When Ernie and Joyce bought the restaurant they were only 28 and 25 years old respectively, and had 2 young girls.  Over the next few years their family grew to 4 kids with the arrival of 2 boys.  “When we first got started if someone had come in with a $50 bill we couldn’t have changed it.  It was scary, I would go home at night and wonder if we were going to make it through another day, and we did.  We hit it off really good with the kids that patronized us.  They would be sitting out on the hoods of their cars and we would be sitting inside talking to them through the window.  Then we would say ‘let’s close up early and go to the dance!’  We would close up at 11 instead of 12, take off and party until 2 in the morning and then be back at it at 9 the next morning, 7 days a week.  It was a very demanding job, but it was fun, we had a lot of really good help.”  Ernie and Joyce’s daughter Yvonne remembers her and her sister helping out with the family business.  “One of the things I remember when sis and I were young , about 5 and 7, we would go down and help out at the restaurant.  There was a big machine that was a potato peeler would scrub potatoes and get peels off, then we would put each potato in the chipper that would make the chips. Everything was fresh. We would also make the hamburger patties. The hamburger was from the butcher in Black Creek. It came in the brown butcher paper. It was defrosted overnight and it would still be partially frozen in the morning and we would freeze our little hands mixing the ingredients in. Then we would use an ice cream scooper and scoop them into hamburger press and put them on cookie sheets in the fridge. It was one of our chores – helping out in the restaurant.  We would also help mom cook the pies and pastries.  We would make cherry, raisin and apple pies.  We would make 20 to 30 pies at a time.  When we got older we would waitress at the shop and help out that way.”  The kids helped with all sorts of jobs, such as prep work and sweeping the lot in the morning.

Joyce remembers clearly one Canada Day early on in in her career as a restauranteur. “The July 1st parade used to come right past our place.  We were there at 7:30 or 8 in the morning chipping chips and blanching and getting ready.  Then everybody came at one time.  They were all saying “Where’s my order! Where’s my order!”  My husband at the time was the cook and I was the waitress. I kept saying “It’s coming! It’s coming!” Finally I was so frustrated I took off my apron and said “I quit” and I went and sat on the curb out the back door.  Next thing I know my husband came and joined me.  So we were sitting out there thinking what do we do now?  We finally got it all under control and everyone got their orders, but there were so many people at one time.  In later years we coordinated it a little better.”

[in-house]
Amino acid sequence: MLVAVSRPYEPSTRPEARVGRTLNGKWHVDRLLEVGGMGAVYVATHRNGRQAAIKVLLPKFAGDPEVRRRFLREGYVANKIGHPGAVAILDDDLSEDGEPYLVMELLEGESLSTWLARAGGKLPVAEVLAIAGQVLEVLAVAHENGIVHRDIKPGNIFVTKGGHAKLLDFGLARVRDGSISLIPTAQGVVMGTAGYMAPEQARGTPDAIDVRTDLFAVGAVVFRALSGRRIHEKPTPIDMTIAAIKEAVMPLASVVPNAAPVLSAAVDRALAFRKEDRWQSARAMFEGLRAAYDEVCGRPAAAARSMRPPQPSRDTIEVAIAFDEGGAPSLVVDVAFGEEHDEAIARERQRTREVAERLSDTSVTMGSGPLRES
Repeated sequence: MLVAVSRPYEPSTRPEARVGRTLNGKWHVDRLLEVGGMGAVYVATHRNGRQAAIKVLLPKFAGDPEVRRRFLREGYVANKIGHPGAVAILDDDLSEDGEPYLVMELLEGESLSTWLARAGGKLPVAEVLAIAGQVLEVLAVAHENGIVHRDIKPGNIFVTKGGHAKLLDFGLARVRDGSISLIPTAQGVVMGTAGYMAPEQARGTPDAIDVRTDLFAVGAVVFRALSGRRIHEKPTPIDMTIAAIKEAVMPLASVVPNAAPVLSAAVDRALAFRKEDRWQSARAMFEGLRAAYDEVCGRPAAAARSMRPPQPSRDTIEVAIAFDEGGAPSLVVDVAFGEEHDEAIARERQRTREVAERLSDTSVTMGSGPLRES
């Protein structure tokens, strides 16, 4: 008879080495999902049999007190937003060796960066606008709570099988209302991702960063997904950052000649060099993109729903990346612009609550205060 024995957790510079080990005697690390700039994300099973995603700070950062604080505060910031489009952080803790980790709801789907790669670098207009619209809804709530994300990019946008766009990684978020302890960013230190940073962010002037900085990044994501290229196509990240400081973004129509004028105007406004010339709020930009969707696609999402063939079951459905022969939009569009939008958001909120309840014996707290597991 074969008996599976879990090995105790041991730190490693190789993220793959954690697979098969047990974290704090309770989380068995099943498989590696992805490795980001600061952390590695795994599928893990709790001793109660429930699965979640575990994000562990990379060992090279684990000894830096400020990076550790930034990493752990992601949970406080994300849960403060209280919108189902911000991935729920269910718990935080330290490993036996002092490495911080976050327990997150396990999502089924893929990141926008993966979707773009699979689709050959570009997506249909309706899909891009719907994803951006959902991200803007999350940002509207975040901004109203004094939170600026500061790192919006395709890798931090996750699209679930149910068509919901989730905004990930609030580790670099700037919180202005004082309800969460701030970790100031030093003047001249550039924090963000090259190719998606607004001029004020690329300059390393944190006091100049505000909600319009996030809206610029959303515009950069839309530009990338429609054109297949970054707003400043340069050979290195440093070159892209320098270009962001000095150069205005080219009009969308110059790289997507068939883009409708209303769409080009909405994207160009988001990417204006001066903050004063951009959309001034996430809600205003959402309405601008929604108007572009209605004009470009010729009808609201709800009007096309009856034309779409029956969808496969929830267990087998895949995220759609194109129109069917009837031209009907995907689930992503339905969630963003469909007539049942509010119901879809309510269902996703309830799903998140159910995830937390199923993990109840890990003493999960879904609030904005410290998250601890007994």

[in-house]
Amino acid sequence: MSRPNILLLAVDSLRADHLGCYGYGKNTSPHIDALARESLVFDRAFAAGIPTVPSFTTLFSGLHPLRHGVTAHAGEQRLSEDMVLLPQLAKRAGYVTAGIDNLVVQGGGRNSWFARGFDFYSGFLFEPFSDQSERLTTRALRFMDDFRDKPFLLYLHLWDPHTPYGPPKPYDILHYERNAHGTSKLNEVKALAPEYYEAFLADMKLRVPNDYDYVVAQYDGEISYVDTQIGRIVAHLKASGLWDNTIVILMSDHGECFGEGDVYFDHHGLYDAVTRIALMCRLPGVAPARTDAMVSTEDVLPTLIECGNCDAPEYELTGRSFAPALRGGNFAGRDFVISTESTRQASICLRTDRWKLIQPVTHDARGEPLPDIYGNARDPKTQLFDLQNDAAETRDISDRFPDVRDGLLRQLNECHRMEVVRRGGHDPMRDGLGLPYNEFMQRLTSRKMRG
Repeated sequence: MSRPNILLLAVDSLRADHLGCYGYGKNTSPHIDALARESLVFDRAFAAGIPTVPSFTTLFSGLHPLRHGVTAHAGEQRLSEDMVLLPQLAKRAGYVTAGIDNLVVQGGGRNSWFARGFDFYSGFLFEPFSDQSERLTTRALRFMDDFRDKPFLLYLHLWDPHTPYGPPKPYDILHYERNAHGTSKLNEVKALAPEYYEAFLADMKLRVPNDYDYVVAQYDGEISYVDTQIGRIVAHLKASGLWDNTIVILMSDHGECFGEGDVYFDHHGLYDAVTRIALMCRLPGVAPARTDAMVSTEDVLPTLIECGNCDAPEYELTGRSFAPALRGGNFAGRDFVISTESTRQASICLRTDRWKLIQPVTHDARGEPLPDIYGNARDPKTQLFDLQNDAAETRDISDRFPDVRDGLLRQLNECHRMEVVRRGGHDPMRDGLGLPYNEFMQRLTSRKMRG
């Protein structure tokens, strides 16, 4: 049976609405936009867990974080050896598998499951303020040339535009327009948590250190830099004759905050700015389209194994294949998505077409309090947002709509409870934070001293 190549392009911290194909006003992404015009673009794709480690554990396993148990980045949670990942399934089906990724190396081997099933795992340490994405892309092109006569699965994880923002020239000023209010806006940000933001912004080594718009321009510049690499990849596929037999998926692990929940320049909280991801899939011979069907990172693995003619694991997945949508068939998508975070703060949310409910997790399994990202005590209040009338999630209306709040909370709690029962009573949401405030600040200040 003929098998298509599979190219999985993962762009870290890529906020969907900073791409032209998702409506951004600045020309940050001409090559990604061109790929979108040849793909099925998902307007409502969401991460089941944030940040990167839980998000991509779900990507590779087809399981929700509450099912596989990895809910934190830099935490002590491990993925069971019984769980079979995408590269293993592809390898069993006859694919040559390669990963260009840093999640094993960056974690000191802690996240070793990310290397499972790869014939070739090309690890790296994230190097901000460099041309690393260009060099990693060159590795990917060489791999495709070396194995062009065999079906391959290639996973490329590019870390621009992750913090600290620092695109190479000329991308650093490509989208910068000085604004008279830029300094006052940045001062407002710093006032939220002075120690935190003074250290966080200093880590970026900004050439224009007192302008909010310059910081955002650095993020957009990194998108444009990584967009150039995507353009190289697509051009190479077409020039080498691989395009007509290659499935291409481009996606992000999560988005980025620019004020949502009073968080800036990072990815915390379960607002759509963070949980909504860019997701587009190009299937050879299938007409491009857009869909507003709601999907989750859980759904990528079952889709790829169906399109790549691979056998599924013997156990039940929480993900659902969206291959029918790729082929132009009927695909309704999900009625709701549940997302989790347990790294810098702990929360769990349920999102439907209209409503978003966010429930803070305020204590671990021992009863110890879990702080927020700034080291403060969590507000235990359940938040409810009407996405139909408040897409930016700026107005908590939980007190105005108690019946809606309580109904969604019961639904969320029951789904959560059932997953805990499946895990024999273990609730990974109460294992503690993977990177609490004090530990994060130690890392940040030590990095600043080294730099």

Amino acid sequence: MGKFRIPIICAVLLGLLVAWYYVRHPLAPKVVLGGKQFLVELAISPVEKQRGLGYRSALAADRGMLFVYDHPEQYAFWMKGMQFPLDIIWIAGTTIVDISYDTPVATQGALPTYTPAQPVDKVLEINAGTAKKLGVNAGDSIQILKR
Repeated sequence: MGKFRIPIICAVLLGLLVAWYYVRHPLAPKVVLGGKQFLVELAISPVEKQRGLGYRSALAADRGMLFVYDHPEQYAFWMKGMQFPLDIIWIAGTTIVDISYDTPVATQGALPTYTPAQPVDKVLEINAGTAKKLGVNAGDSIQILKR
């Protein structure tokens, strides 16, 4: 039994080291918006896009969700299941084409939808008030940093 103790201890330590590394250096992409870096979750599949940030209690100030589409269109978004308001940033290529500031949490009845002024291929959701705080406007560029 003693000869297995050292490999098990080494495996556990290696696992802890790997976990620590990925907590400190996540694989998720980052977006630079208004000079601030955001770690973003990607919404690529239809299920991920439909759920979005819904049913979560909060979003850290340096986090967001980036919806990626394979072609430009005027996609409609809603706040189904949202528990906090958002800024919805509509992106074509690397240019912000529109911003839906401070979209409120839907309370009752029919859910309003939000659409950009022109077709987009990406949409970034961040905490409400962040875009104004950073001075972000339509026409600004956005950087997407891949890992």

Campbell River local Dave Tabish reminisces about his times cruising Del’s:  “Getting a driver’s license and your first car was a big deal, you had a license 12 hours after you turned 16 and cars were a big part of our lives at that time. Driving around town was a big event, you would cruise through the plaza and go see who was there to talk to, and then drive by Del’s to see who was there.  You always cruised past Del’s.”

Del’s was loved not only by local residents, but also by many of their employees who have fond memories of their times there.  In an article in the Courier-Islander from 1997, Melissa Hudson, nee Skwarchuk, reminisces about working at Del’s.  “It’s like once it gets in your blood you can’t stay away.  I don’t think I have one bad memory of that place and you can’t say that of many jobs.”

Lana, Joyce and Yvonne Pelletier posing with a photo of the Del’s sign

Although not currently on display, the Museum has in it’s collection the orange and blue neon sign, featuring an ice cream cone and the words “Del’s Burgers”.  This sign had replaced an earlier, less ornate sign that read “Del’s Drive-In”.  Recently a photograph of the Del’s Drive-In sign was enlarged so that graduates of Carihi High’s class of 1975 could have their photo taken with it.  According to Dave Tabish for the class of ’75, Del’s was a gathering place where kids would go for lunch or meet up after school.

When asked what made Del’s unique, Joyce notes “We had the best burger I have ever had.  Never had another one to compete with it.”

A Piece of Campbell River History Closes Its Doors

A piece of Campbell River history has closed its doors.  The Super Valu grocery store (see last building at end of row) was one of the first businesses to open in the Tyee Plaza in August of 1962, and served the community for 47 years, until the end of December 2009. Due to its seaside location, the store used to service boaters who were tied up at the Quadra ferry dock in the early years, and in later years supplied many of the logging camps.  A small business with a community focus, it offered years of friendly service and the convenience of shopping in the downtown core.  It is sure to be missed by many!

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p8260145_grouse_mask

Grouse Mask by Campbell River artist Raymond Shaw of Kwakiutl heritage. This stunning mask is carved in yellow cedar with cedar bark decoration. Total dimensions including cedar accents, 20” by 12”…buy it now just in time for Christmas!

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The Campbell River Museum maintains collections and archives from Campbell River’s wide and diverse history, culture and community.  For more information about your local Campbell River Museum, call 250-287-3103 or visit www.crmuseum.ca